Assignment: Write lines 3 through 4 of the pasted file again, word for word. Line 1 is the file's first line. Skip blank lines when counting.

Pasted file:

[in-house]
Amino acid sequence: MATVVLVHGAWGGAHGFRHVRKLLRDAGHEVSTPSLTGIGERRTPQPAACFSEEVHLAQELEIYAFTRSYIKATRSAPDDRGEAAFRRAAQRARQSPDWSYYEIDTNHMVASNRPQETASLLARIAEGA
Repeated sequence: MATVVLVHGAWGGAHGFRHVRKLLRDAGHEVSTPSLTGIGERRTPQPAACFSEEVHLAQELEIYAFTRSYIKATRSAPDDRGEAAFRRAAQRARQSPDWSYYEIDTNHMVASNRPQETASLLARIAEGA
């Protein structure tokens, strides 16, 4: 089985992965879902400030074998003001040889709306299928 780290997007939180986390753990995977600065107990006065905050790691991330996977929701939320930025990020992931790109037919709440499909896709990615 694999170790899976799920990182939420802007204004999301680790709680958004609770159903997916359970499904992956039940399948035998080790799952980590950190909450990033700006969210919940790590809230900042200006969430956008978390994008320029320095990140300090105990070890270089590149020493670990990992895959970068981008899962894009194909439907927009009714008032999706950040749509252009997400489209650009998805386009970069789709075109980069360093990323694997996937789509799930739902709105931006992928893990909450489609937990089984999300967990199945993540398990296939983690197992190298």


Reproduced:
Repeated sequence: MATVVLVHGAWGGAHGFRHVRKLLRDAGHEVSTPSLTGIGERRTPQPAACFSEEVHLAQELEIYAFTRSYIKATRSAPDDRGEAAFRRAAQRARQSPDWSYYEIDTNHMVASNRPQETASLLARIAEGA
């Protein structure tokens, strides 16, 4: 089985992965879902400030074998003001040889709306299928 780290997007939180986390753990995977600065107990006065905050790691991330996977929701939320930025990020992931790109037919709440499909896709990615 694999170790899976799920990182939420802007204004999301680790709680958004609770159903997916359970499904992956039940399948035998080790799952980590950190909450990033700006969210919940790590809230900042200006969430956008978390994008320029320095990140300090105990070890270089590149020493670990990992895959970068981008899962894009194909439907927009009714008032999706950040749509252009997400489209650009998805386009970069789709075109980069360093990323694997996937789509799930739902709105931006992928893990909450489609937990089984999300967990199945993540398990296939983690197992190298």